Musculoskeletal infection with M tuberculosis accounts for 1–5% of cases of tuberculosis (TB) and can produce spondylitis (Pott disease), arthritis, osteomyelitis, tenosynovitis, bursitis, and pyomyositis. In developing countries, where the prevalence of TB is high, musculoskeletal TB remains an important source of morbidity and mortality, particularly among children. In the developed world, musculoskeletal TB is uncommon and largely affects adults. Immigrants from countries where TB is prevalent account for a substantial proportion of musculoskeletal TB in the United States and Europe. Musculoskeletal infection has been reported in HIV-infected persons and in patients whose TB reactivated in the setting of anti-tumor necrosis factor therapy. Tuberculosis is a reportable disease and suspected or proven cases should be reported to local public health authorities.
Spinal Tuberculosis (Pott Disease)
- Back pain.
- Radiographic evidence of spondylitis or spondylodisciitis.
- Identification of M tuberculosis in aspirates or biopsy specimens of skeletal lesions.
Tuberculosis of the spine accounts for approximately 50% of musculoskeletal TB. The thoracic and lumbar vertebrae are most often affected; the cervical spine is involved in less than 10% of cases. Organisms reach the vertebrae either by hematogenous spread (at the time of initial infection or during reactivation) or through lymphatic spread from renal, pleural, or other foci of disease. Most patients do not have active TB at sites outside the skeleton. Pulmonary TB, which is the most common form of concomitant extraskeletal disease, occurs in less than 20% cases.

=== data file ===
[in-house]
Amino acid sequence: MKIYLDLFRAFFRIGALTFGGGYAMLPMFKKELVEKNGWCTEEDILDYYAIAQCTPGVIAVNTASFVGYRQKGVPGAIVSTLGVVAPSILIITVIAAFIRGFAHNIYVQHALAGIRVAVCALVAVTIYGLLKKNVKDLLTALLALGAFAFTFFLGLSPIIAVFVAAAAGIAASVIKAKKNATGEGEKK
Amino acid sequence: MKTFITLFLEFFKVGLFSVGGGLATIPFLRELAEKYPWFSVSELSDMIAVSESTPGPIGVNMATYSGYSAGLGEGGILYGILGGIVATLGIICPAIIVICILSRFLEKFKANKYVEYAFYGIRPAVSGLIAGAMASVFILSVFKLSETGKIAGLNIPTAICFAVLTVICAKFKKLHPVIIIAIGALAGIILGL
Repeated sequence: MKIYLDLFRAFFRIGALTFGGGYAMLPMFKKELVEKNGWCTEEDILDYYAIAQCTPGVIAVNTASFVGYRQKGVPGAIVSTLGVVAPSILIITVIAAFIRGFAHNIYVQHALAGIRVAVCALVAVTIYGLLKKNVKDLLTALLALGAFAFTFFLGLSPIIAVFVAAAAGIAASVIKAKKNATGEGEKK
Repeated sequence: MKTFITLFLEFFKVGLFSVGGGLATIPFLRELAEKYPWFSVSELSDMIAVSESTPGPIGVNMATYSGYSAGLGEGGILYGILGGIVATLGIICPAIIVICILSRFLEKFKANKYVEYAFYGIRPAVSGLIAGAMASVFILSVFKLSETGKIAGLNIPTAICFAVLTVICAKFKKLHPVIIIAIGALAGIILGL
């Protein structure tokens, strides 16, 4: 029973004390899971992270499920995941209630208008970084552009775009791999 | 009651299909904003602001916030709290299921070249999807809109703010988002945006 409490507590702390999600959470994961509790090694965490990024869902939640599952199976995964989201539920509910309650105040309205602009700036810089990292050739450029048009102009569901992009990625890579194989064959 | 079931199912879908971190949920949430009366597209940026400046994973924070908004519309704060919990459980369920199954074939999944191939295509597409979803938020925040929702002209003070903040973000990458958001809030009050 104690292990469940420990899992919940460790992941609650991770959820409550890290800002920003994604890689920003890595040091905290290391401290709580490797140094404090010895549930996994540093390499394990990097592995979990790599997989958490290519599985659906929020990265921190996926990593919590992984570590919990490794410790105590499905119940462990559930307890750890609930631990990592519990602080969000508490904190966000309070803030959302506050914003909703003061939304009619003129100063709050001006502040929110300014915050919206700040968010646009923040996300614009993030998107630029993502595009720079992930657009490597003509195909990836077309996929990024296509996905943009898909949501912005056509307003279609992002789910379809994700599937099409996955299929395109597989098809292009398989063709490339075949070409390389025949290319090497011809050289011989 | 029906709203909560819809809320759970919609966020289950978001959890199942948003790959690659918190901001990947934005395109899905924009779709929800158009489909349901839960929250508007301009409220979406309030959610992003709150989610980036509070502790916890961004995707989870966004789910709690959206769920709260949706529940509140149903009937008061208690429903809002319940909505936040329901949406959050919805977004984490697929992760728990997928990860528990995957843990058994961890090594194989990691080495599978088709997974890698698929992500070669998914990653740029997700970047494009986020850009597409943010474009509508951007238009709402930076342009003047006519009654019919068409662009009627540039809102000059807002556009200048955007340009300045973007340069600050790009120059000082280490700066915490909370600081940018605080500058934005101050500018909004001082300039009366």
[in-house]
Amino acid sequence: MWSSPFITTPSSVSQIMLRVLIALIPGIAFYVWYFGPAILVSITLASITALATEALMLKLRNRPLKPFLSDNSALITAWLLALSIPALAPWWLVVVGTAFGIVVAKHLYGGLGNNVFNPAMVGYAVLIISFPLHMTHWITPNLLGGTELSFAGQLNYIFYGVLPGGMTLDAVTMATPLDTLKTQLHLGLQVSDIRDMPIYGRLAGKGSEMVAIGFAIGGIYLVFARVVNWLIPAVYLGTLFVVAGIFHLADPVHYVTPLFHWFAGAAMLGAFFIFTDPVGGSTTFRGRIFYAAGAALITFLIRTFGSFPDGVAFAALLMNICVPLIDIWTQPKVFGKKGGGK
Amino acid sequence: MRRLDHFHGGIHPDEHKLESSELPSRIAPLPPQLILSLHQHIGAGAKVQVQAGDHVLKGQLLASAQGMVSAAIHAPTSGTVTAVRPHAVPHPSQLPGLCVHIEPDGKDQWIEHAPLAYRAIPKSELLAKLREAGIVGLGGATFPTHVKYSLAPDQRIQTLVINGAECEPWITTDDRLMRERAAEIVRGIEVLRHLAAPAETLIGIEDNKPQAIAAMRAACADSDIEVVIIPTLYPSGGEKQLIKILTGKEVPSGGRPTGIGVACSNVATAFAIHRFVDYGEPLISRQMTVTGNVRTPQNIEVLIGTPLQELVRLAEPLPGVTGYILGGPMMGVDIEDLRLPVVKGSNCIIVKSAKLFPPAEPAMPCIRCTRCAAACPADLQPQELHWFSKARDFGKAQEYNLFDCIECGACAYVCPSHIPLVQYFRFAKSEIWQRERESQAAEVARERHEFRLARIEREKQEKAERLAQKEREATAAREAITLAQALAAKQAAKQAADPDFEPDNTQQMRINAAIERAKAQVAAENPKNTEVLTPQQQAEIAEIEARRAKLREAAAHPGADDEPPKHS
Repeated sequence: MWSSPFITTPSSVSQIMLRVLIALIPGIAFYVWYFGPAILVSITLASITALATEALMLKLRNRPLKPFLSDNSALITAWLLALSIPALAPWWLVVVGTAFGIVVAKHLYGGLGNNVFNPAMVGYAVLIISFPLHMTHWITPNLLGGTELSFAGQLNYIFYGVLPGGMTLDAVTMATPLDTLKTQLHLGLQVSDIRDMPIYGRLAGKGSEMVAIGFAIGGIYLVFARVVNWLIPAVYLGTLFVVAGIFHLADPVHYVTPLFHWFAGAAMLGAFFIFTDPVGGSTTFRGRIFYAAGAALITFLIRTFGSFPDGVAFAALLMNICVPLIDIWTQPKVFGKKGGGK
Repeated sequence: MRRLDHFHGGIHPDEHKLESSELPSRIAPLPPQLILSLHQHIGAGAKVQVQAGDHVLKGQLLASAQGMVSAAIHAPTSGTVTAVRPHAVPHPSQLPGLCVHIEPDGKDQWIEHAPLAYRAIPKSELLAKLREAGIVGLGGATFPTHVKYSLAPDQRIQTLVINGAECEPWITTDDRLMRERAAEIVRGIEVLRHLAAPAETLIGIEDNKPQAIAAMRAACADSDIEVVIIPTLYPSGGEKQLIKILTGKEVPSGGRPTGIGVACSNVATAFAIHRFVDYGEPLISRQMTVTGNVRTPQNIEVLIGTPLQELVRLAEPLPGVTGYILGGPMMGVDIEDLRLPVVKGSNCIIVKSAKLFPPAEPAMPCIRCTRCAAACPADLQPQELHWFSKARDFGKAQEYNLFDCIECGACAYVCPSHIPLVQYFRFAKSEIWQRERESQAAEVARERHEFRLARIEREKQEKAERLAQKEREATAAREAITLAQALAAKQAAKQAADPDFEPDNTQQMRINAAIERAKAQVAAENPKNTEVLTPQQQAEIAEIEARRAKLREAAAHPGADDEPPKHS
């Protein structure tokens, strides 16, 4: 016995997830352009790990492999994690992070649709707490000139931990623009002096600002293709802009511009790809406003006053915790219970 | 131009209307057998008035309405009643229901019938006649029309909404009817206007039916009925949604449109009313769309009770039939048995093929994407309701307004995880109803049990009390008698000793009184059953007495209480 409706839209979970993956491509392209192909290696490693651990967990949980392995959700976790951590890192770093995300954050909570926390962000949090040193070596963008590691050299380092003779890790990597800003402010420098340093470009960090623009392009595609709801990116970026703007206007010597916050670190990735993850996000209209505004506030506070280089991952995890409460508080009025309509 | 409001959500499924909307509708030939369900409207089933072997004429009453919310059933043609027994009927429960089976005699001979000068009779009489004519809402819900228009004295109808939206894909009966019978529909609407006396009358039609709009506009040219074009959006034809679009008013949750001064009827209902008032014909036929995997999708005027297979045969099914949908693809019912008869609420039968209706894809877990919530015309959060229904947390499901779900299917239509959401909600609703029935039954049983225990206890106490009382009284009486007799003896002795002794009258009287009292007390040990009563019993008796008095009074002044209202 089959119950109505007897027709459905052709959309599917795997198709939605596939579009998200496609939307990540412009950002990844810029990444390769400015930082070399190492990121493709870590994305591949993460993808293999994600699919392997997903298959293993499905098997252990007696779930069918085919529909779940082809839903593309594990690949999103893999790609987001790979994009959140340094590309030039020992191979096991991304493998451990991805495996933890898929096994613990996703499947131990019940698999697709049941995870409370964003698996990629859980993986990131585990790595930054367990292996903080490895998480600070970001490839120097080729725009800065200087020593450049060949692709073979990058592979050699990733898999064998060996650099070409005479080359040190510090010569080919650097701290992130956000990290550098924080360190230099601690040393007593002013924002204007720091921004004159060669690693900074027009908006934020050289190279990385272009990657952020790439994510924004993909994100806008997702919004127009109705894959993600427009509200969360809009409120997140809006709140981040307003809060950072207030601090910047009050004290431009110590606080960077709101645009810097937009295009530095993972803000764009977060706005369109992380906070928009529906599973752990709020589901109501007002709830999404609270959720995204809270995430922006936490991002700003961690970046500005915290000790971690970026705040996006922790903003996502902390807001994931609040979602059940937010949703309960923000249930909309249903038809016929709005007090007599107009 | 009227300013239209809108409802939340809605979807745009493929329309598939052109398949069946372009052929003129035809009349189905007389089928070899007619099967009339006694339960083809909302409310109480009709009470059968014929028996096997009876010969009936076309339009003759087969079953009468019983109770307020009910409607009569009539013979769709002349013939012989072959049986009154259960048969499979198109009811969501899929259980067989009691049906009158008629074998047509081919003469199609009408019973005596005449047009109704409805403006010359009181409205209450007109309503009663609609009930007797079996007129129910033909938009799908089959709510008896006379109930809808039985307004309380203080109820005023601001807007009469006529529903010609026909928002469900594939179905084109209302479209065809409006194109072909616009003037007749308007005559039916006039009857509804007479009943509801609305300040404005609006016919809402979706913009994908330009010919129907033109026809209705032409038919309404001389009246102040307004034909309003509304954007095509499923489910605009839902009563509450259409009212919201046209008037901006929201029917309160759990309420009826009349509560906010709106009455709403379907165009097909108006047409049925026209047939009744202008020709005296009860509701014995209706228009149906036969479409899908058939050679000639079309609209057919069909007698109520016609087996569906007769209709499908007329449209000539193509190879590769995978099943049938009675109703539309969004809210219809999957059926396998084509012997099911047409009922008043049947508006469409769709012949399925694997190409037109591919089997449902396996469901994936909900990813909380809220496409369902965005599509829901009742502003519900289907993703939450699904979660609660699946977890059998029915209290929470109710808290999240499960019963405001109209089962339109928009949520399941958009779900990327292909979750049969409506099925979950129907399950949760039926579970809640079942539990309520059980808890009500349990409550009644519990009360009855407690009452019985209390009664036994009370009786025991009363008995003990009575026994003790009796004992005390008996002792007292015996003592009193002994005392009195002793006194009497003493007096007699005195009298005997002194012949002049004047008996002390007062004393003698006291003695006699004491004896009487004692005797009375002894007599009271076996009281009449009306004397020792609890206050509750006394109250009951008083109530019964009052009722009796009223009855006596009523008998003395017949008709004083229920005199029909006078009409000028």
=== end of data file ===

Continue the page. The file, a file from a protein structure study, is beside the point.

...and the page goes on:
Infection usually begins within the body of a vertebra and then extends to involve adjacent vertebrae and disks; however, “skipping” to noncontiguous vertebrae is not rare. Soft-tissue involvement is common, and paravertebral cold abscesses develop in about 75% of cases. Isolated involvement of the posterior elements is unusual (5% in one large series).
The most common presenting complaint is pain localized to the spine. The pain typically is not relieved by rest and may be present for months or longer before the patient seeks medical attention. In contrast to pulmonary TB, constitutional symptoms (weight loss, fever, and night sweats) occur in only 50% of cases.
Radicular pain is common. Approximately 50% of patients have lower extremity weakness at presentation; these figures are higher in case series from the developing world. Compression of either the cauda equina or the spinal cord by an inflammatory mass or abscess is the leading cause of neurologic compromise. Meningitis and meningomyelitis are less common. Severe spinal instability can lead to compression or ischemia of the cord.
Destruction of the anterior vertebral body can result in severe angular kyphosis: the gibbus deformity of Pott disease. Paravertebral cold abscesses can track from the lumbar vertebrae along the psoas muscle and present as inguinal masses or can extend from the thoracic spine ...